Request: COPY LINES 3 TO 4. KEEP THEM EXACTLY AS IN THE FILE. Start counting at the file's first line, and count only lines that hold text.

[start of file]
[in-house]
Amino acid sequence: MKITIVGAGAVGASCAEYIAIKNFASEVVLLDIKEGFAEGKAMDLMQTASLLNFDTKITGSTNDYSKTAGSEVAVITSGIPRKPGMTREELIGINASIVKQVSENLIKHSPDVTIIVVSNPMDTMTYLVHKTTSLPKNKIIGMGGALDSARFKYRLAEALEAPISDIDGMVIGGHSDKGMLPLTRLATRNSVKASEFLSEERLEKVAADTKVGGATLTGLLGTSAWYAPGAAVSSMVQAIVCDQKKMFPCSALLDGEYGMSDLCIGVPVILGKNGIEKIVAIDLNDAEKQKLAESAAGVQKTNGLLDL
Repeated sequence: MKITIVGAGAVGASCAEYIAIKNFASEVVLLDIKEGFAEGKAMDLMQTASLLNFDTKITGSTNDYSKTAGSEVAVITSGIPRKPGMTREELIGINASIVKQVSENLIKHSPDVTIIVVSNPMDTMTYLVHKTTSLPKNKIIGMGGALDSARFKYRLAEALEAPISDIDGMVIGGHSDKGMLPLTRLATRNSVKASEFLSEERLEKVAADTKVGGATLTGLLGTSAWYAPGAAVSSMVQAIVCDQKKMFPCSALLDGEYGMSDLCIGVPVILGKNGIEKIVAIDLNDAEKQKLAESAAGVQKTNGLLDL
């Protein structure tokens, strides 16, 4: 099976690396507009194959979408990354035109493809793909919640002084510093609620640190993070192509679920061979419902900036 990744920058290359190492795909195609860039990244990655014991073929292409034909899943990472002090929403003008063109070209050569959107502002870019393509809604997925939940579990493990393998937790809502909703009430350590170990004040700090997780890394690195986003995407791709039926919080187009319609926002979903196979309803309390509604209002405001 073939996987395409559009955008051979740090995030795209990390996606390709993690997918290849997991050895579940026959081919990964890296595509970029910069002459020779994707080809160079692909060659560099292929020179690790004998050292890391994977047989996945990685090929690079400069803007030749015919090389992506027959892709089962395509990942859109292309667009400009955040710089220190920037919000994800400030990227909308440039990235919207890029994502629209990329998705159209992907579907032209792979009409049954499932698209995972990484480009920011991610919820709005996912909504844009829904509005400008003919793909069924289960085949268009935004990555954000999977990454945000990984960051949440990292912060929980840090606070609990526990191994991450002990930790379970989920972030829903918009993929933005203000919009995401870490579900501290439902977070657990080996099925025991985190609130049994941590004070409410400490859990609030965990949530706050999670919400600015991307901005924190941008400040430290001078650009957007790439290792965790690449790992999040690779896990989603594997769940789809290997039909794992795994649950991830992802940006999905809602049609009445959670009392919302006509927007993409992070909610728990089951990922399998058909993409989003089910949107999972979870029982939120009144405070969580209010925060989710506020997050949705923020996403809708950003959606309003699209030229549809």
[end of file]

Repeated sequence: MKITIVGAGAVGASCAEYIAIKNFASEVVLLDIKEGFAEGKAMDLMQTASLLNFDTKITGSTNDYSKTAGSEVAVITSGIPRKPGMTREELIGINASIVKQVSENLIKHSPDVTIIVVSNPMDTMTYLVHKTTSLPKNKIIGMGGALDSARFKYRLAEALEAPISDIDGMVIGGHSDKGMLPLTRLATRNSVKASEFLSEERLEKVAADTKVGGATLTGLLGTSAWYAPGAAVSSMVQAIVCDQKKMFPCSALLDGEYGMSDLCIGVPVILGKNGIEKIVAIDLNDAEKQKLAESAAGVQKTNGLLDL
């Protein structure tokens, strides 16, 4: 099976690396507009194959979408990354035109493809793909919640002084510093609620640190993070192509679920061979419902900036 990744920058290359190492795909195609860039990244990655014991073929292409034909899943990472002090929403003008063109070209050569959107502002870019393509809604997925939940579990493990393998937790809502909703009430350590170990004040700090997780890394690195986003995407791709039926919080187009319609926002979903196979309803309390509604209002405001 073939996987395409559009955008051979740090995030795209990390996606390709993690997918290849997991050895579940026959081919990964890296595509970029910069002459020779994707080809160079692909060659560099292929020179690790004998050292890391994977047989996945990685090929690079400069803007030749015919090389992506027959892709089962395509990942859109292309667009400009955040710089220190920037919000994800400030990227909308440039990235919207890029994502629209990329998705159209992907579907032209792979009409049954499932698209995972990484480009920011991610919820709005996912909504844009829904509005400008003919793909069924289960085949268009935004990555954000999977990454945000990984960051949440990292912060929980840090606070609990526990191994991450002990930790379970989920972030829903918009993929933005203000919009995401870490579900501290439902977070657990080996099925025991985190609130049994941590004070409410400490859990609030965990949530706050999670919400600015991307901005924190941008400040430290001078650009957007790439290792965790690449790992999040690779896990989603594997769940789809290997039909794992795994649950991830992802940006999905809602049609009445959670009392919302006509927007993409992070909610728990089951990922399998058909993409989003089910949107999972979870029982939120009144405070969580209010925060989710506020997050949705923020996403809708950003959606309003699209030229549809």